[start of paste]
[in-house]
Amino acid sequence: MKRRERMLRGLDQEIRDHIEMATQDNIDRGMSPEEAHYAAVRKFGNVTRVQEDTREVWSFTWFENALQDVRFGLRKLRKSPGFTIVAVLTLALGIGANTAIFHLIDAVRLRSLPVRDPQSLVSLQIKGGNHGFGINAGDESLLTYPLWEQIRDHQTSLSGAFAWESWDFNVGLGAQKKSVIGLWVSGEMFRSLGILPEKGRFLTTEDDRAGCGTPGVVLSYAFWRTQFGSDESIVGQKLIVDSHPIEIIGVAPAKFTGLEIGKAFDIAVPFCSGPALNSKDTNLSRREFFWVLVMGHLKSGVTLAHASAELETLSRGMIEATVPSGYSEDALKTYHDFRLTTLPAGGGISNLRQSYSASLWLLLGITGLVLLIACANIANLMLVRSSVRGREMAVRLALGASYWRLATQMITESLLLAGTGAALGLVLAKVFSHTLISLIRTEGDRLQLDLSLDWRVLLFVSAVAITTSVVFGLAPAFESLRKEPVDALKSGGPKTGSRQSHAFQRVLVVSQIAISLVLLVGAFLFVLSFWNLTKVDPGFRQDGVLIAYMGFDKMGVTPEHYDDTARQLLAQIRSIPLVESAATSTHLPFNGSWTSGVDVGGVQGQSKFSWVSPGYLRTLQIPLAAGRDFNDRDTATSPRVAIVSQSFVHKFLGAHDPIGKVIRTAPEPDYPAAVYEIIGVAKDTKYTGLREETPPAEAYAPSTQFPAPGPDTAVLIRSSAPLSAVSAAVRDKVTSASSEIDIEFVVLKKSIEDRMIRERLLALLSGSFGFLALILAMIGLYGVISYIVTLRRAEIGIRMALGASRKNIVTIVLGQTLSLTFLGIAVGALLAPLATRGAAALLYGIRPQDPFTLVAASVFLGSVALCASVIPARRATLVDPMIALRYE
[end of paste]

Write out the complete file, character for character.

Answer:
[in-house]
Amino acid sequence: MKRRERMLRGLDQEIRDHIEMATQDNIDRGMSPEEAHYAAVRKFGNVTRVQEDTREVWSFTWFENALQDVRFGLRKLRKSPGFTIVAVLTLALGIGANTAIFHLIDAVRLRSLPVRDPQSLVSLQIKGGNHGFGINAGDESLLTYPLWEQIRDHQTSLSGAFAWESWDFNVGLGAQKKSVIGLWVSGEMFRSLGILPEKGRFLTTEDDRAGCGTPGVVLSYAFWRTQFGSDESIVGQKLIVDSHPIEIIGVAPAKFTGLEIGKAFDIAVPFCSGPALNSKDTNLSRREFFWVLVMGHLKSGVTLAHASAELETLSRGMIEATVPSGYSEDALKTYHDFRLTTLPAGGGISNLRQSYSASLWLLLGITGLVLLIACANIANLMLVRSSVRGREMAVRLALGASYWRLATQMITESLLLAGTGAALGLVLAKVFSHTLISLIRTEGDRLQLDLSLDWRVLLFVSAVAITTSVVFGLAPAFESLRKEPVDALKSGGPKTGSRQSHAFQRVLVVSQIAISLVLLVGAFLFVLSFWNLTKVDPGFRQDGVLIAYMGFDKMGVTPEHYDDTARQLLAQIRSIPLVESAATSTHLPFNGSWTSGVDVGGVQGQSKFSWVSPGYLRTLQIPLAAGRDFNDRDTATSPRVAIVSQSFVHKFLGAHDPIGKVIRTAPEPDYPAAVYEIIGVAKDTKYTGLREETPPAEAYAPSTQFPAPGPDTAVLIRSSAPLSAVSAAVRDKVTSASSEIDIEFVVLKKSIEDRMIRERLLALLSGSFGFLALILAMIGLYGVISYIVTLRRAEIGIRMALGASRKNIVTIVLGQTLSLTFLGIAVGALLAPLATRGAAALLYGIRPQDPFTLVAASVFLGSVALCASVIPARRATLVDPMIALRYE